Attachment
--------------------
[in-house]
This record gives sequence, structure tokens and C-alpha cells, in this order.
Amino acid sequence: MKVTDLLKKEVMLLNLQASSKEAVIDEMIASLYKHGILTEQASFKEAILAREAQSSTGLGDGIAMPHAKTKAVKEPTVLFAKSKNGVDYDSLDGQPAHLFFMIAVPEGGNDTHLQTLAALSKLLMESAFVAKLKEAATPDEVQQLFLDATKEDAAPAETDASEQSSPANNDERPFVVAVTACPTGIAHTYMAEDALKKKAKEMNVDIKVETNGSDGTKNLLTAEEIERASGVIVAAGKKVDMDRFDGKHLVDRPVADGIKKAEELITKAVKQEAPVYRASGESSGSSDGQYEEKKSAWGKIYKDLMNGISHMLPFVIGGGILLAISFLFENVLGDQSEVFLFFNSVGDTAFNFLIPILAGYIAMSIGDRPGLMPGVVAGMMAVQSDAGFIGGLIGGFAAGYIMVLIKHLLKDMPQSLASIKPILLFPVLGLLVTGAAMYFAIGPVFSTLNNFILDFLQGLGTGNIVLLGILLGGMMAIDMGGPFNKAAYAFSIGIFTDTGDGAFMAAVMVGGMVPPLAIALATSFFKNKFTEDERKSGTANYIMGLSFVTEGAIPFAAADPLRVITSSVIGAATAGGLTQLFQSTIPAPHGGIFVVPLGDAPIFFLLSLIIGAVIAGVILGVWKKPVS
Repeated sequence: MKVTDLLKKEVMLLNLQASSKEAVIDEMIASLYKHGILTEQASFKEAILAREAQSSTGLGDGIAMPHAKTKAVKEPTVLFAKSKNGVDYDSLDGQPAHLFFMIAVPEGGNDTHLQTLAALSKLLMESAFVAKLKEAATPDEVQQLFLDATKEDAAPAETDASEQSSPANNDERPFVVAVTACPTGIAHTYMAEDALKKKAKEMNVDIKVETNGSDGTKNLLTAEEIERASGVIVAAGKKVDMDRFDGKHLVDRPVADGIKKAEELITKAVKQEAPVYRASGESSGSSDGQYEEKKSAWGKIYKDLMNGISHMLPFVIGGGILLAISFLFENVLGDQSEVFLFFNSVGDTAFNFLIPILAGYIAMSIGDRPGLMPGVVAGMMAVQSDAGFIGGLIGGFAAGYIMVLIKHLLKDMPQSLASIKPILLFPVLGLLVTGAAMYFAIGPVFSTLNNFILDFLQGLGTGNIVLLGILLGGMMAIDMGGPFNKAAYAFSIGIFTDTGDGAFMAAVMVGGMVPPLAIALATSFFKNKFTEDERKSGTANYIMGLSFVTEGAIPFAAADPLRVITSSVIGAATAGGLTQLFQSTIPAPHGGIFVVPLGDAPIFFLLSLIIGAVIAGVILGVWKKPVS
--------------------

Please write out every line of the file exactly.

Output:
[in-house]
This record gives sequence, structure tokens and C-alpha cells, in this order.
Amino acid sequence: MKVTDLLKKEVMLLNLQASSKEAVIDEMIASLYKHGILTEQASFKEAILAREAQSSTGLGDGIAMPHAKTKAVKEPTVLFAKSKNGVDYDSLDGQPAHLFFMIAVPEGGNDTHLQTLAALSKLLMESAFVAKLKEAATPDEVQQLFLDATKEDAAPAETDASEQSSPANNDERPFVVAVTACPTGIAHTYMAEDALKKKAKEMNVDIKVETNGSDGTKNLLTAEEIERASGVIVAAGKKVDMDRFDGKHLVDRPVADGIKKAEELITKAVKQEAPVYRASGESSGSSDGQYEEKKSAWGKIYKDLMNGISHMLPFVIGGGILLAISFLFENVLGDQSEVFLFFNSVGDTAFNFLIPILAGYIAMSIGDRPGLMPGVVAGMMAVQSDAGFIGGLIGGFAAGYIMVLIKHLLKDMPQSLASIKPILLFPVLGLLVTGAAMYFAIGPVFSTLNNFILDFLQGLGTGNIVLLGILLGGMMAIDMGGPFNKAAYAFSIGIFTDTGDGAFMAAVMVGGMVPPLAIALATSFFKNKFTEDERKSGTANYIMGLSFVTEGAIPFAAADPLRVITSSVIGAATAGGLTQLFQSTIPAPHGGIFVVPLGDAPIFFLLSLIIGAVIAGVILGVWKKPVS
Repeated sequence: MKVTDLLKKEVMLLNLQASSKEAVIDEMIASLYKHGILTEQASFKEAILAREAQSSTGLGDGIAMPHAKTKAVKEPTVLFAKSKNGVDYDSLDGQPAHLFFMIAVPEGGNDTHLQTLAALSKLLMESAFVAKLKEAATPDEVQQLFLDATKEDAAPAETDASEQSSPANNDERPFVVAVTACPTGIAHTYMAEDALKKKAKEMNVDIKVETNGSDGTKNLLTAEEIERASGVIVAAGKKVDMDRFDGKHLVDRPVADGIKKAEELITKAVKQEAPVYRASGESSGSSDGQYEEKKSAWGKIYKDLMNGISHMLPFVIGGGILLAISFLFENVLGDQSEVFLFFNSVGDTAFNFLIPILAGYIAMSIGDRPGLMPGVVAGMMAVQSDAGFIGGLIGGFAAGYIMVLIKHLLKDMPQSLASIKPILLFPVLGLLVTGAAMYFAIGPVFSTLNNFILDFLQGLGTGNIVLLGILLGGMMAIDMGGPFNKAAYAFSIGIFTDTGDGAFMAAVMVGGMVPPLAIALATSFFKNKFTEDERKSGTANYIMGLSFVTEGAIPFAAADPLRVITSSVIGAATAGGLTQLFQSTIPAPHGGIFVVPLGDAPIFFLLSLIIGAVIAGVILGVWKKPVS